The data and the reality
The professors, at the John J. Heldrich Center for Workforce Development at Rutgers, have been following their representative sample of workers since summer of 09.
Maybe they've stumbled onto something in their windowless rooms. Maybe the economy really is gathering steam. But in the rough and tumble of the real world, where families have to feed themselves and pay their bills, there are an awful lot of Americans being left behind.
A continuing national survey of workers who lost their jobs during the Great Recession, conducted by two professors at Rutgers University, offers anything but a rosy view of the economic prospects for ordinary Americans. It paints, instead, a portrait filled with gloom.
More than 15 million Americans are officially classified as jobless. The professors, at the John J. Heldrich Center for Workforce Development at Rutgers, have been following their representative sample of workers since the summer of 2009. The report on their latest survey, just out this month, is titled: "The Shattered American Dream: Unemployed Workers Lose Ground, Hope, and Faith in Their Futures."
Over the 15 months that the surveys have been conducted, just one-quarter of the workers have found full-time jobs, nearly all of them for less pay and with fewer or no benefits. "For those who remain unemployed," the report says, "the cupboard has long been bare."
These were not the folks being coldly and precisely monitored, classified and quantified as they made their way to the malls to kick-start the economy. These were among the many millions of Americans who spent the holidays hurting.
As the report states: " The recession has been a cataclysm that will have an enduring effect. It is hard to overstate the dire shape of the unemployed."
Nearly two-thirds of the unemployed workers who were surveyed have been out of work for a year or more. More than a third have been jobless for two years. With their savings exhausted, many have borrowed money from relatives or friends, sold possessions to make ends meet and decided against medical examinations or treatments they previously would have considered essential.
Older workers who are jobless are caught in a particularly precarious state of affairs. As the report put it:
"We are witnessing the birth of a new class - the involuntarily retired. Many of those over age 50 believe they will not work again at a full-time 'real' job commensurate with their education and training. More than one-quarter say they expect to retire earlier than they want, which has longterm consequences for themselves and society. Many will file for Social Security as soon as they are eligible, despite the fact that they would receive greater benefits if they were able to delay retiring for a few years."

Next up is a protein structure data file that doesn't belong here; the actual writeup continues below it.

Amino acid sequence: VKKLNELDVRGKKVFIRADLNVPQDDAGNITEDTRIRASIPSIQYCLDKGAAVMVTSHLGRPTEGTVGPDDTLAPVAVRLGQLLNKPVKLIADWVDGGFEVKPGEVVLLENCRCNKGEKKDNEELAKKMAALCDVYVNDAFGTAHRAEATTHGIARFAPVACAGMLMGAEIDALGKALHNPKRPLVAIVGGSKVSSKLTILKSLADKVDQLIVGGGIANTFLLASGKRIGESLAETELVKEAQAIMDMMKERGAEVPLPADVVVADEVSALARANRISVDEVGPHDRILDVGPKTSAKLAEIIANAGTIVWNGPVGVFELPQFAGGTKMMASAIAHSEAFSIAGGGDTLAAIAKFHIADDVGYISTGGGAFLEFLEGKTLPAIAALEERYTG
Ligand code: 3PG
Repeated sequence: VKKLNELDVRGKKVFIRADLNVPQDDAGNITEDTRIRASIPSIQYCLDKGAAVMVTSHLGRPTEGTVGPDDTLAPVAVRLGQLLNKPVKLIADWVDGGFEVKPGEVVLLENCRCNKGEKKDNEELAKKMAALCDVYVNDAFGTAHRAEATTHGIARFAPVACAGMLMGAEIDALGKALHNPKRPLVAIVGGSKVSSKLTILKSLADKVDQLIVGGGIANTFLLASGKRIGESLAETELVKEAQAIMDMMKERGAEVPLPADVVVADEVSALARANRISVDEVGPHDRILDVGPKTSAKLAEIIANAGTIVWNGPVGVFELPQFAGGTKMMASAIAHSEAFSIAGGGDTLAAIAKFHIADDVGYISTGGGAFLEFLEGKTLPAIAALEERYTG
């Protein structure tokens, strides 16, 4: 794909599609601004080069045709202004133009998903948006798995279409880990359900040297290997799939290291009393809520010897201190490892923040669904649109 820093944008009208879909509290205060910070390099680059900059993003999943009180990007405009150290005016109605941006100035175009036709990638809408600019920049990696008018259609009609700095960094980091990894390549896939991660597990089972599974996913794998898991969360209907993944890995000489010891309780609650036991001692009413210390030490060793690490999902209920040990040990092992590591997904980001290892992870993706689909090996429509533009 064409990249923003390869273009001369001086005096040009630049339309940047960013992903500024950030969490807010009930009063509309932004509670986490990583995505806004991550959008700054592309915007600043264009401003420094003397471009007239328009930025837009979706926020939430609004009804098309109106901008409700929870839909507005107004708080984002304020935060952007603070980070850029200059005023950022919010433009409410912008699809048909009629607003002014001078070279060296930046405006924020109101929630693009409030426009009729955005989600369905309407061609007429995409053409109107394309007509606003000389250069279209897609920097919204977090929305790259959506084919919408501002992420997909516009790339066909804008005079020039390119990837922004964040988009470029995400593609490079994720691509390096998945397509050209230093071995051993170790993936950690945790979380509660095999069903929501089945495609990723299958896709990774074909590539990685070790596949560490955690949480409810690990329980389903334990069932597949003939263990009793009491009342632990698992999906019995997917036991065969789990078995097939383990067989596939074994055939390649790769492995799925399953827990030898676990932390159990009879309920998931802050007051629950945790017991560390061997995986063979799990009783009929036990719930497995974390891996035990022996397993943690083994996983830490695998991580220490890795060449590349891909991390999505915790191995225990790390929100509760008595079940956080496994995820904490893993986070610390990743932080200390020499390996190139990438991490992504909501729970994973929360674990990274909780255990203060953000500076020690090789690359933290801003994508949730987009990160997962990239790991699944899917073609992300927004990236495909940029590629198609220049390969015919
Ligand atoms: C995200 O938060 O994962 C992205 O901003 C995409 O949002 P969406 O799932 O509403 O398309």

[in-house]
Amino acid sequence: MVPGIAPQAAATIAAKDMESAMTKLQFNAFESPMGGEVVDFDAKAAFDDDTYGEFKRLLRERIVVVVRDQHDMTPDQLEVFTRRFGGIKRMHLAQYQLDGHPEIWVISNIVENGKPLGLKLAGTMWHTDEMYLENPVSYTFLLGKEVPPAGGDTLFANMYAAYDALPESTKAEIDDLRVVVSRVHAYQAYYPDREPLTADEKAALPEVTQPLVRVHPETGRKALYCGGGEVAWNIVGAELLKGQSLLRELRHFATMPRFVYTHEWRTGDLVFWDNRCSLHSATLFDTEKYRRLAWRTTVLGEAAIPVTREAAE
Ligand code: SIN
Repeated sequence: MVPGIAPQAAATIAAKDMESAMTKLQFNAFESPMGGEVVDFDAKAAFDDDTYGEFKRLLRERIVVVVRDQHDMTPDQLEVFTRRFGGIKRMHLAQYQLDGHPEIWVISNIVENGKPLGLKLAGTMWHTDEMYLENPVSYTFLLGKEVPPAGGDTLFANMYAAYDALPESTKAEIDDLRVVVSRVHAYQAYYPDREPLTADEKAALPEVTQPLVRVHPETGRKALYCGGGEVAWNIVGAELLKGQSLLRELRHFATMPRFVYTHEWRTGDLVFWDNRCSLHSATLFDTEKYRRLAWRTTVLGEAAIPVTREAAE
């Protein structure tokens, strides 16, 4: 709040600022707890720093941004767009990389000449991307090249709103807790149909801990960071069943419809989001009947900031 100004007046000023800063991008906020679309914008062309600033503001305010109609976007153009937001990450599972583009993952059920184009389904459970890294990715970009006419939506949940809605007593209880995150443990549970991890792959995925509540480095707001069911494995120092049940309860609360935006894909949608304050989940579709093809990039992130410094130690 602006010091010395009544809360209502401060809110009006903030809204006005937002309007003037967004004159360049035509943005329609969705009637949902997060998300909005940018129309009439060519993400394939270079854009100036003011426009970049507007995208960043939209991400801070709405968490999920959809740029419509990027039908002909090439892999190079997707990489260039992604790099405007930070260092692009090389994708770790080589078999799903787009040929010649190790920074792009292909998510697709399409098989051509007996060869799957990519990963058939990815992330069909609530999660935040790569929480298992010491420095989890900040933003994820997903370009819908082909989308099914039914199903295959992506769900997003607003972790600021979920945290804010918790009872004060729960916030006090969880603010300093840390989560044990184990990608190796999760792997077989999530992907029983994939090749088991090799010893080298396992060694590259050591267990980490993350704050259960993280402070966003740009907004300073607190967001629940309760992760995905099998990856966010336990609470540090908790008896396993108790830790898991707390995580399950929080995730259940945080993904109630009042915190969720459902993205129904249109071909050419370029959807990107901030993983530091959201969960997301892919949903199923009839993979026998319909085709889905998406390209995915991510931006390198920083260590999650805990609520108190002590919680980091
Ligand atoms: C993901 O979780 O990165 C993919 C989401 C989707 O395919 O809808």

There is a fundamental disconnect between economic indicators pointing in a positive direction and the experience of millions of American families fighting desperately to fend off destitution. Some three out of every four Americans have been personally touched by the recession - either they've lost a job or a relative or close friend has. And the outlook, despite the spin being put on the latest data, is not promising.
No one is forecasting a substantial reduction in unemployment rates next year. And, as Motoko Rich reported in The Times this month, temporary workers accounted for 80 percent of the 50,000 jobs added by private sector employers in November.
Carl Van Horn, the director of the Heldrich Center and one of the two professors (the other is Cliff Zukin) conducting the survey, said he was struck by how pessimistic some of the respondents have become - not just about their own situation but about the nation's future. The survey found that workers in general are increasingly accepting the notion that the effects of the recession will be permanent, that they are the result of fundamental changes in the national economy.
"They're losing the idea that if you are determined and work hard, you can get ahead," said Dr. Van Horn. "They're losing that sense of optimism. They don't think that they or their children are going to fare particularly well."
The fact that so many Americans are out of work, or working at jobs that don't pay well, undermines the prospects for a robust recovery. Jobless people don't buy a lot of flat-screen TVs. What we're really seeing is an erosion of standards of living for an enormous portion of the population, including a substantial segment of the once solid middle class.
Not only is this not being addressed, but the self-serving, rightward lurch in Washington is all but guaranteed to make matters worse for working people.